Hugo supports multiple languages side-by-side (added in Hugo 0.17). Define the available languages in a Languages section in your top-level config.toml (or equivalent).


DefaultContentLanguage = "en"
copyright = "Everything is mine"

help  = "Help"

title = "My blog"
weight = 1
linkedin = "english-link"

copyright = "Tout est à moi"
title = "Mon blog"
weight = 2
linkedin = "lien-francais"
help  = "Aide"

Anything not defined in a [Languages] block will fall back to the global value for that key (like copyright for the English (en) language in this example).

With the config above, all content, sitemap, RSS feeds, paginations and taxonomy pages will be rendered below / in English (your default content language), and below /fr in French.

When working with params in frontmatter pages, omit the params in the key for the translation.

If you want all of the languages to be put below their respective language code, enable defaultContentLanguageInSubdir: true in your configuration.

Only the obvious non-global options can be overridden per language. Examples of global options are BaseURL, BuildDrafts, etc.

Taxonomies and Blackfriday configuration can also be set per language, example:

tag = "tags"

angledQuotes = true
hrefTargetBlank = true

weight = 1
title = "English"
angledQuotes = false

weight = 2
title = "Français"
plaque = "plaques"

Translating your content

Translated articles are identified by the name of the content file.

Example of translated articles:

  1. /content/
  2. /content/

You can also have:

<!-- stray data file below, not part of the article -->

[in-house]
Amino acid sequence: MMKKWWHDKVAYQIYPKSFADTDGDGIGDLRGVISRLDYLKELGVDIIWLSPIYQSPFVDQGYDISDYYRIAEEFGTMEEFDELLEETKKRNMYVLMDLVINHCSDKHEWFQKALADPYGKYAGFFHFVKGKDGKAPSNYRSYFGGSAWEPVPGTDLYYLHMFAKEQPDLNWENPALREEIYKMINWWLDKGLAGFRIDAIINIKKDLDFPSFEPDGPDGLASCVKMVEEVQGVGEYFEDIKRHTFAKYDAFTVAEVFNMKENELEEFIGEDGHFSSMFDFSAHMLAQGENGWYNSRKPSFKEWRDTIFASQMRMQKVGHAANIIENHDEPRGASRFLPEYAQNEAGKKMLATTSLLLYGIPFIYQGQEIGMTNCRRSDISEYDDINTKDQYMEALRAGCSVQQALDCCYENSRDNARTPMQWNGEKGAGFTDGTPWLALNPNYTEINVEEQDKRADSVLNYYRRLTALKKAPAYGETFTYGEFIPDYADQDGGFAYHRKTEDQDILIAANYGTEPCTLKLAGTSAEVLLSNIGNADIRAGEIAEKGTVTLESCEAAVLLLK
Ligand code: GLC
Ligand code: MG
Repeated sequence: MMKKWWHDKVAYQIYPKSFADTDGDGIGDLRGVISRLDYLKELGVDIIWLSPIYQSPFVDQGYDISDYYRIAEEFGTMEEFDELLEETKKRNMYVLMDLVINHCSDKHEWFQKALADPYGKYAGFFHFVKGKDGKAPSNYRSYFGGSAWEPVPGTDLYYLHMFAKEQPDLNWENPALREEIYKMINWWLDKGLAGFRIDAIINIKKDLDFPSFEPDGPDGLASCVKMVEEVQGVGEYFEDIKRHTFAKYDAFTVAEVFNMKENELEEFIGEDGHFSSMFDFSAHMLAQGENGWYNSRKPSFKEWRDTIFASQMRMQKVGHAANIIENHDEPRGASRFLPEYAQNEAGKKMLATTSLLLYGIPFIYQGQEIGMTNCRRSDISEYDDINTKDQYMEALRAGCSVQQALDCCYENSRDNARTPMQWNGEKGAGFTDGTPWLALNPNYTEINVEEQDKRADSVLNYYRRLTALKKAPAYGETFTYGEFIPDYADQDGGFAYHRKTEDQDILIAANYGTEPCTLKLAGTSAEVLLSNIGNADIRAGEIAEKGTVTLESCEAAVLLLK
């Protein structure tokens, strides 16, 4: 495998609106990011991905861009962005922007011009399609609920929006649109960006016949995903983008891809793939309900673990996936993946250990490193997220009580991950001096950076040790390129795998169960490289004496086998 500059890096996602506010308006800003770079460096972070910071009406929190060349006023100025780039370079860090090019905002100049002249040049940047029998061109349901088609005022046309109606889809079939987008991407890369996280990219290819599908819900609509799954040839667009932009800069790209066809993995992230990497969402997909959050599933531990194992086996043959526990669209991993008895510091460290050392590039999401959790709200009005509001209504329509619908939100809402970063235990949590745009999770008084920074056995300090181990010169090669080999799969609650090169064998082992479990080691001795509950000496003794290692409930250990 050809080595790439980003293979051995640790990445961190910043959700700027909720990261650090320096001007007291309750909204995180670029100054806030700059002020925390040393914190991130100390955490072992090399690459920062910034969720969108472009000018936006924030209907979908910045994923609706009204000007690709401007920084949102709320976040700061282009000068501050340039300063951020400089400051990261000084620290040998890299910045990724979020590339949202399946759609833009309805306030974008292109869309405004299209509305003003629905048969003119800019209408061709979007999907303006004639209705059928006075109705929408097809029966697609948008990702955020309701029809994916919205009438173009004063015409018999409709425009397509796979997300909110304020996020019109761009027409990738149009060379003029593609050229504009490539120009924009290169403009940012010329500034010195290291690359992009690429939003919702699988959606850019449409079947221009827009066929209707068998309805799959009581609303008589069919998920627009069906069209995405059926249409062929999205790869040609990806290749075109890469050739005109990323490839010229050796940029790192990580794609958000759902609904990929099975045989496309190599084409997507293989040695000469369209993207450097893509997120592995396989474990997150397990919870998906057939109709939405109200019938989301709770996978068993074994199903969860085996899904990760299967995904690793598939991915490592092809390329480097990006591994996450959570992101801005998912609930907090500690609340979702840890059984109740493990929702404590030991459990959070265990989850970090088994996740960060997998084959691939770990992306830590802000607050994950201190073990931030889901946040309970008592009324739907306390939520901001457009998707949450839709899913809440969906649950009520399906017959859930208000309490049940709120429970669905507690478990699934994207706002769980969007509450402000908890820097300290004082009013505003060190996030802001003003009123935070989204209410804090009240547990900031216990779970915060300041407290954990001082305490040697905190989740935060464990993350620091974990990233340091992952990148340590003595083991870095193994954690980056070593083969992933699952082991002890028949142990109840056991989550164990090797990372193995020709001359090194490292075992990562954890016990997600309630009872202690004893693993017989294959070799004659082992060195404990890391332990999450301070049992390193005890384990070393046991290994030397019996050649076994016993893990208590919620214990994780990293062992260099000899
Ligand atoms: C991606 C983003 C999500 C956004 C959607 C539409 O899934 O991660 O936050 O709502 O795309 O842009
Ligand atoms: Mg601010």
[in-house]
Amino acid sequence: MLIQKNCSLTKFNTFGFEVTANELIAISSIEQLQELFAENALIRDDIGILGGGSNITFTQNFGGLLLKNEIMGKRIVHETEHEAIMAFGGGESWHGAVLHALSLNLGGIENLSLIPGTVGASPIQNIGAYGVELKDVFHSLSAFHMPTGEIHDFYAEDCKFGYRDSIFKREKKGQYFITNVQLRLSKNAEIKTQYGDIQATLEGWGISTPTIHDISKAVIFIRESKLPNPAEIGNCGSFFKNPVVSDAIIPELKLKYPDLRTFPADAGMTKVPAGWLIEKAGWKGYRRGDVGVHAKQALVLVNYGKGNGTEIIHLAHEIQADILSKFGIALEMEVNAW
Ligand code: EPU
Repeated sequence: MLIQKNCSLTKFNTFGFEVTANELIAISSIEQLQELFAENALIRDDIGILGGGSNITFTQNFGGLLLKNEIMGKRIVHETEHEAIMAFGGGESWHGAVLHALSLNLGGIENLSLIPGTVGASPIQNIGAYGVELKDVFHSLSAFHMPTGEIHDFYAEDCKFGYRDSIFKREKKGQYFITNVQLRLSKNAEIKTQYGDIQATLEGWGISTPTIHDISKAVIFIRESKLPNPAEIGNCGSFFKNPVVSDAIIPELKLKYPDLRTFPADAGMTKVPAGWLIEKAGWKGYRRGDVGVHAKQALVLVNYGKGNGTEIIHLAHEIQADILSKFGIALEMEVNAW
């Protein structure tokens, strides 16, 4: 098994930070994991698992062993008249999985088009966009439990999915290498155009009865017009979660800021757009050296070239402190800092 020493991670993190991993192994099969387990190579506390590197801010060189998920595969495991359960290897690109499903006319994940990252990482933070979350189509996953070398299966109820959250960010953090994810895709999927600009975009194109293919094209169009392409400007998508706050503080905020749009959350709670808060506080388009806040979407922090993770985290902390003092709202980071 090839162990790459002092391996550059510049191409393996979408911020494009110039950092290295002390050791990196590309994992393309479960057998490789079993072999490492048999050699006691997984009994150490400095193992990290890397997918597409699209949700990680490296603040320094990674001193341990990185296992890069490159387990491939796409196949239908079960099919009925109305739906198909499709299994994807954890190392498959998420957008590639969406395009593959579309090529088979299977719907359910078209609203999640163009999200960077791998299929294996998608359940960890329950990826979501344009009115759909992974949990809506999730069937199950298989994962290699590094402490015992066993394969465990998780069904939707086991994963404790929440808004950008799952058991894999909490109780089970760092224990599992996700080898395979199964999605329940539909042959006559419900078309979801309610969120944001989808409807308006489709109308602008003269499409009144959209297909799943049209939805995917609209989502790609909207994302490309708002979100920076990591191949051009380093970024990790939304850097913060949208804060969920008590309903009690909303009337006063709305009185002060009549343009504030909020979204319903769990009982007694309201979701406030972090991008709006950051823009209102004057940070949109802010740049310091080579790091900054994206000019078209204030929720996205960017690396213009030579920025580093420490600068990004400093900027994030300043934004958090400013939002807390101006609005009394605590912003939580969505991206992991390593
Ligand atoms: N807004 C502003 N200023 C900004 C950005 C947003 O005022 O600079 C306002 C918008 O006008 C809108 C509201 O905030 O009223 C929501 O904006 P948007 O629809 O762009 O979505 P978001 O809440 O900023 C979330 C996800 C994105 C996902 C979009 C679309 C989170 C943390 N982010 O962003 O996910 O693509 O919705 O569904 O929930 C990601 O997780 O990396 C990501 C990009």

1. /content/
  2. /content/

In which case the config variable defaultContentLanguage will be used to affect the default language This way, you can slowly start to translate your current content without having to rename everything.

If left unspecified, the value for defaultContentLanguage defaults to en.

By having the same base file name, the content pieces are linked together as translated pieces.

To create a list of links to translated content, use a template similar to this:

{{ if .IsTranslated }}
<h4>{{ i18n "translations" }}</h4>
    {{ range .Translations }}
        <a href="{{ .Permalink }}">{{ .Lang }}: {{ .Title }}{{ if .IsPage }} ({{ i18n "wordCount" . }}){{ end }}</a>
    {{ end}}
{{ end }}

The above can be put in a partial and included in any template, be it for a content page or the home page. It will not print anything if there are no translations for a given page, or if it is – in the case of the home page, section listing etc. – a site with only one language.

The above also uses the i18n func, see Translation of strings.

Translation of strings

Hugo uses go-i18n to support string translations. Follow the link to find tools to manage your translation workflows.

Translations are collected from the themes/[name]/i18n/ folder (built into the theme), as well as translations present in i18n/ at the root of your project. In the i18n, the translations will be merged and take precedence over what is in the theme folder. Language files should be named according to RFC 5646 with names such as en-US.yaml, fr.yaml, etc.